More than a dozen members of Congress interviewed for this article said support for Bush's economic plan is weaker than the public might realize because lawmakers don't want to challenge the president publicly. "We don't want to stick it in the president's eye -- at the moment," said Rep. Ray LaHood (R-Ill.). He said as many as 20 House Republicans oppose Bush's tax cuts, and an additional 40 or 50 are uneasy about the details and timing.

The White House says its style is vigorous but not strong-armed. "The president believes strongly in issues and he diligently pursues what he believes in on the basis of policy, and that's why he's won so many votes -- because members agree with him," press secretary Ari Fleischer said.

But GOP lawmakers have other reasons for their support. "People have come to realize that it is better to be seen helping the administration than pulling down parts of his plan," said Rep. Mark Foley (R-Fla.). Foley knows the consequences. He opposed Bush on a free-trade vote despite intense pressure. So when Bush senior adviser Karl Rove recently encouraged Housing and Urban Development Secretary Mel R. Martinez to run for the Senate from Florida -- the same seat Foley is seeking -- many on Capitol Hill suspected it was Bush's revenge on Foley. Foley, in an interview, said he was worried he might get the "Pawlenty" treatment, a reference to last year's Minnesota Senate race, in which the Bush White House pushed out Tim Pawlenty, the GOP majority leader in the Minnesota House, to clear the way for handpicked candidate Norm Coleman.

Some of the White House's tactics have become lore. After Sen. James M. Jeffords (I-Vt.) opposed Bush's first tax cut, White House slights and threats to cut his pet programs drove Jeffords from the GOP. Last year, after Rep. Tom Tancredo (R-Colo.) voiced concern about Bush's immigration policy, Rove told him to never again "darken the door" of the White House.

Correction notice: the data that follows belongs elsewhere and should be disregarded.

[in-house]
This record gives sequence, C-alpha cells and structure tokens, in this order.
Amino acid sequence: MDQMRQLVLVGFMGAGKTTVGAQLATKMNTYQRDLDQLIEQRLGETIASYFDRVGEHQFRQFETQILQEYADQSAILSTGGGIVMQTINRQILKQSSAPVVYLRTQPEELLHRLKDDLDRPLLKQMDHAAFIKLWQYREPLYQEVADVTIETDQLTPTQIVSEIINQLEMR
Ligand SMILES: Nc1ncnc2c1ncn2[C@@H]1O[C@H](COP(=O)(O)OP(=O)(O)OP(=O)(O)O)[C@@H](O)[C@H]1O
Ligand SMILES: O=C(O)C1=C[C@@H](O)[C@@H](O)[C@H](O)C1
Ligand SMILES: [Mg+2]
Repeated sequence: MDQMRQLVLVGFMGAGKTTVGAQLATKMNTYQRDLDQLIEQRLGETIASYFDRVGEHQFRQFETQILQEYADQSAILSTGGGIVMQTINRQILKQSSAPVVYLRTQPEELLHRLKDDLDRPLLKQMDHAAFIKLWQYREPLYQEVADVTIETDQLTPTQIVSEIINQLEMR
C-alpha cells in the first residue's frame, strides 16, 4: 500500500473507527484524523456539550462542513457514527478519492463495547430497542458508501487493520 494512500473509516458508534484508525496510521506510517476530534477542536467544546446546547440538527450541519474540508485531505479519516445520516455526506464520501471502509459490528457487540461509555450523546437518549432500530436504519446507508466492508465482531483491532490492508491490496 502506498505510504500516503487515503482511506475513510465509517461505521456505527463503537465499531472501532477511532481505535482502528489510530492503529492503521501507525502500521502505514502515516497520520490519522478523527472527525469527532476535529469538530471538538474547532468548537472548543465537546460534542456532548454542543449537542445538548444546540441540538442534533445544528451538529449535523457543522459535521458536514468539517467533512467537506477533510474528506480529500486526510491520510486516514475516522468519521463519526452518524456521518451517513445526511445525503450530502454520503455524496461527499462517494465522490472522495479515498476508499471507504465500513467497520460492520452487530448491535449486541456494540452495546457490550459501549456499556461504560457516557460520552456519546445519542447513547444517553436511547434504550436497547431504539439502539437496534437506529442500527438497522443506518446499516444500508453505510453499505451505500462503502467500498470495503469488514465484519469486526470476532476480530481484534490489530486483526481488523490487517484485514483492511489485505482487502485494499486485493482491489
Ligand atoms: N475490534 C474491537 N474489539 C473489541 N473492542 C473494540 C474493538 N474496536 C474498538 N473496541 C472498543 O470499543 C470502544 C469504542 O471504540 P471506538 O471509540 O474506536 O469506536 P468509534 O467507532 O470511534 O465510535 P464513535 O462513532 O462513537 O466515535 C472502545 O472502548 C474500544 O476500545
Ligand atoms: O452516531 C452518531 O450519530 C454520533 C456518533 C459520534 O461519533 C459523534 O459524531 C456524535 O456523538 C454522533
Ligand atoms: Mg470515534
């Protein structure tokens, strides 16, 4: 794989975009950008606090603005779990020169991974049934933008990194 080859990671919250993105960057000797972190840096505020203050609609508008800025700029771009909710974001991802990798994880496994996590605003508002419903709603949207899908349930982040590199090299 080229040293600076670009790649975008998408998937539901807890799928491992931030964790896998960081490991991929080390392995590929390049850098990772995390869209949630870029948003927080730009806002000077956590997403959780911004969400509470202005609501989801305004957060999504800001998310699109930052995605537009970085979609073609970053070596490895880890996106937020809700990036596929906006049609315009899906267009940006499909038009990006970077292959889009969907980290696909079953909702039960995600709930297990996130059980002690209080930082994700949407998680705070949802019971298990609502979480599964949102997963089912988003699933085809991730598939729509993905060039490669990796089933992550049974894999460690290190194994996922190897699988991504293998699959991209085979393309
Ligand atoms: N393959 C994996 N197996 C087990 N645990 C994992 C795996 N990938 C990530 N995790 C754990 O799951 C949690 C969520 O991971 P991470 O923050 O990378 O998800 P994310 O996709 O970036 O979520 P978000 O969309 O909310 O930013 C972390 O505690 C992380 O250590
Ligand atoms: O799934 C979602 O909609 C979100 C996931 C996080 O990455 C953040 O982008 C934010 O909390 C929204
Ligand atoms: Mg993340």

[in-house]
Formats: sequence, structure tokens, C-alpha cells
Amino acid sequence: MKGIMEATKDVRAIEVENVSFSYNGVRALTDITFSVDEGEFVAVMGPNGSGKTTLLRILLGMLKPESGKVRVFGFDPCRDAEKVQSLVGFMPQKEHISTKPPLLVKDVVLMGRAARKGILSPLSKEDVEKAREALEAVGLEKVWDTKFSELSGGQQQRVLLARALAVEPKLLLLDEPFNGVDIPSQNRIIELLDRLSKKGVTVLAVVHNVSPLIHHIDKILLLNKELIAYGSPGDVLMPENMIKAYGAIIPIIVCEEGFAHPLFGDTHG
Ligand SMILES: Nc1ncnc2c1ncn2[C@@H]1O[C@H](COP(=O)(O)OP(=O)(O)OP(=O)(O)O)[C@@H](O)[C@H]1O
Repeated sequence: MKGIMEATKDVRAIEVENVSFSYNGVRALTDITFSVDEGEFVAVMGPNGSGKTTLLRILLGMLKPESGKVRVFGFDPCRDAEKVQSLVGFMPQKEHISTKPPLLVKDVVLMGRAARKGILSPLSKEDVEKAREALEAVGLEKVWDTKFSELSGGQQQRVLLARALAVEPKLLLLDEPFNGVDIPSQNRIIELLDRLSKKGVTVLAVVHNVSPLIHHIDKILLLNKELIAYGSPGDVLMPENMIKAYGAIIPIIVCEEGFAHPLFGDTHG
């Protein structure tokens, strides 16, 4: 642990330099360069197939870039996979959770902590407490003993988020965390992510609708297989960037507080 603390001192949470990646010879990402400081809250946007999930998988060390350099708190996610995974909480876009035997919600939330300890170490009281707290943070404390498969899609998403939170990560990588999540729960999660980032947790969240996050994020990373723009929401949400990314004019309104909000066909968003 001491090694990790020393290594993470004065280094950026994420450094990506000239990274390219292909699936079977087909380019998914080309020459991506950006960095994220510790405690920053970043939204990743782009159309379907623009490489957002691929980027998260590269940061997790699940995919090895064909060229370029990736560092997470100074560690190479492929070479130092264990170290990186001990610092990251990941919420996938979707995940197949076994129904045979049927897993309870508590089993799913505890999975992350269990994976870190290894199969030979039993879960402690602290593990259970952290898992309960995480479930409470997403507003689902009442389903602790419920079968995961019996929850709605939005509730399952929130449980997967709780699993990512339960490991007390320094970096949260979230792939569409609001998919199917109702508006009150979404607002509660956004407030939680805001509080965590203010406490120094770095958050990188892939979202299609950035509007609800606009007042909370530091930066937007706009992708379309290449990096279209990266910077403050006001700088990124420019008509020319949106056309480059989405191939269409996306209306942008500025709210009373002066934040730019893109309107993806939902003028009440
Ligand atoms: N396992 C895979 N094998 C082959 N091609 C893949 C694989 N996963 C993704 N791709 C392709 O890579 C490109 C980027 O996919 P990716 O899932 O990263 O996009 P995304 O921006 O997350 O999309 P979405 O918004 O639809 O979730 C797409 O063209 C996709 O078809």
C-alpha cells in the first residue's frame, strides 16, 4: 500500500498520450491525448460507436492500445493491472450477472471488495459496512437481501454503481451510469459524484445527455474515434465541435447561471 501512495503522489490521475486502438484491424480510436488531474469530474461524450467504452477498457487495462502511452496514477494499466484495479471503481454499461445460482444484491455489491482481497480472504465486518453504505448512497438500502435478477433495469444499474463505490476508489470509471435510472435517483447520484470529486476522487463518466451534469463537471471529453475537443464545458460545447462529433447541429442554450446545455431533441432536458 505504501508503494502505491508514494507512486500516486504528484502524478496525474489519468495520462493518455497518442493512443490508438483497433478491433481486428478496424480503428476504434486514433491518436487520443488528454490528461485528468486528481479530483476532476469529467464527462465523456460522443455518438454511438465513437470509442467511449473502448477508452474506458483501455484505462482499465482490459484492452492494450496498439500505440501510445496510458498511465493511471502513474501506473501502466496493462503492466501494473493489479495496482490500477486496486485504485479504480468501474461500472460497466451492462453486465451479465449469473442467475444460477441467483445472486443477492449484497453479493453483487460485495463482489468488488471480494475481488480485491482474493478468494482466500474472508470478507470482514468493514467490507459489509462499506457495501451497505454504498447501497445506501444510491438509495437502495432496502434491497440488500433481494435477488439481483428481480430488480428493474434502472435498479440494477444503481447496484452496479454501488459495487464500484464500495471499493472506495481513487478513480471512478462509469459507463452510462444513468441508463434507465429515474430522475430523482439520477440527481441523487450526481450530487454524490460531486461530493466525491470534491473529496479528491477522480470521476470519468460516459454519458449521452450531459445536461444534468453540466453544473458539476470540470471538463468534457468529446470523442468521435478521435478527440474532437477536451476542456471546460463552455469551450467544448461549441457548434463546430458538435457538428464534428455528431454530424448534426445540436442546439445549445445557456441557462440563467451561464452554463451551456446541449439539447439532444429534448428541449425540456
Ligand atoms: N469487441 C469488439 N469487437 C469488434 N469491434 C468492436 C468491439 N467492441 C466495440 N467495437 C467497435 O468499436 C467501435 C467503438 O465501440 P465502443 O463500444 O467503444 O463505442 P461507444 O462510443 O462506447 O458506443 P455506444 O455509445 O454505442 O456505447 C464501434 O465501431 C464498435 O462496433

But the hardball tactics are deeper and more pervasive.

Eager to send a message to the National Governors Association to reflect a GOP majority, the White House for the first time excluded Raymond C. Scheppach, the NGA's executive director, from the governors' annual dinner at the White House last month. Encouraged by the administration and its allies, a few Republican governors -- including the president's brother, Florida Gov. Jeb Bush -- threatened to stop dues payments or quit the group. After a bipartisan NGA committee drafted a statement seeking more federal money for the states, the White House let its displeasure be known to the governors, and Republicans arrived at the meeting last month demanding the rejection of the "partisan" statement.

Conservative interest groups get similar pressure. When the free-market Club for Growth sent a public letter to the White House to protest White House intervention in GOP primaries for "liberal-leaning Republicans," the group's president, Stephen Moore, picked up the phone at a friend's one evening to receive a screaming tirade from Rove, who had tracked him down. On another occasion when Moore objected to a Bush policy, Rove called Richard Gilder, the Club for Growth's chairman and a major contributor, to protest.

"I think this monomaniacal call for loyalty is unhealthy," Moore said. "It's dangerous to declare anybody who crosses you an enemy for life. It's shortsighted." Leaders of three other conservative groups report that their objections to Bush policies have been followed by snubs and, in at least one case, phone calls suggesting the replacement of a critical scholar. "They want sycophants rather than allies," said the head of one think tank.

Corporations are coming under increasing pressure not just to back Bush, but to hire his allies to represent them in meetings with Republicans. As part of the "K Street Project," top GOP officials, lawmakers and lobbyists track the political affiliation and contributions of people seeking lobbying jobs.

In a private meeting last week, chief executives from several leading technology firms told Rep. Calvin M. Dooley (Calif.) and other moderate Democrats that they were under heavy pressure to back the Bush tax plan, even though many of them had reservations about it. "There is a perception among some business interests there could be retribution if you don't play ball on almost every issue that comes up," Dooley said.

Staff writer Dan Balz contributed to this report.